Despite the defeat of Eric Cantor, and strong showings by Tea Party–linked Republicans in Mississippi and in Texas, it’s still true that the mainstream, conservative-establishment GOP is in control, and that’s what matters for 2016. Quirky outliers such as Rand Paul and Mike Huckabee might be able to stay in the race in 2016, and it’s entirely possible that one Tea Party type could hang on to the convention with a passel of delegates, but it’s still true that the Republicans are going to nominate someone from its establishment, Wall Street– and US Chamber of Commerce–backed wing—that if it’s not Jeb Bush or Chris Christie, then it’ll be someone of that ilk.
Today, we’ll review the bidding again on Jeb Bush. Ever since Christie ran into his current Bridgegate fiasco, there’s been a boomlet of speculation that Jeb, W.’s younger, smarter brother, might make a run. With Cantor’s defeat, some conservative analysts are making the argument that because Bush has challenged the far right with his support for immigration reform and Common Core education standards, he can’t win the nomination. But that’s nonsense. Perhaps the Tea Party can make noise in southern Virginia, the Deep South and the Lone Star State’s raucous, Ted Cruz–dominated politics, but in delegate-rich states in the Midwest such as Pennsylvania, Ohio, Michigan and Illinois, not to mention New York and California, the GOP establishment has the upper hand—as it has demonstrated all year long, defeating a long list of Tea Party acolytes in favor of traditional GOP conservatives. As a Bloomberg writer pointed out in the Miami Herald, Bush “would be the spokesman for sane conservatism.” Now, liberals and others on the left might argue otherwise—namely, that Bush, Christie and other would-be standard-bearers would set up a White House that would empower that very worst of a GOP-controlled Congress’s extremism, and that they themselves represent a mainstream Republican party that has moved far, far to the right—but there’s still a difference between Cruz-style shut-down-the-government politics and the business-as-usual, pro-business views of low-tax, anti-regulation, cut-the-budget Republicans such as Bush and Christie.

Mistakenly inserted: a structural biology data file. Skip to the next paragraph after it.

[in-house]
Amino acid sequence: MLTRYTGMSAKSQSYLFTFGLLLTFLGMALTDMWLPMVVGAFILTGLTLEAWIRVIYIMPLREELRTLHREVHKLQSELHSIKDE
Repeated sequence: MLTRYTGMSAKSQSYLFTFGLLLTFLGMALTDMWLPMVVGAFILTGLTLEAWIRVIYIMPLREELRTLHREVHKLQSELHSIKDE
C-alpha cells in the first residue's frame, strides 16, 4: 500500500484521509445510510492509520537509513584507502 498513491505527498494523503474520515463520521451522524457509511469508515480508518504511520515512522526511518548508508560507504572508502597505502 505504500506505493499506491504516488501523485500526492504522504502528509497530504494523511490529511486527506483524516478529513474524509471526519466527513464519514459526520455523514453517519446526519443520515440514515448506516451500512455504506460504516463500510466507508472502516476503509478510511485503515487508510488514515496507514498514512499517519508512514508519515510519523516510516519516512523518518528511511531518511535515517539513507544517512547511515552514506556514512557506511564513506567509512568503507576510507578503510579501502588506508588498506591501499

And the big-money guys—Sheldon Adelson, hedge fund billionaires such as Paul Singer, Wall Street bankers and even the Koch brothers—are likely to line up behind one or another of the mainstream pols. (The rest of Wall Street will support Hillary Clinton.)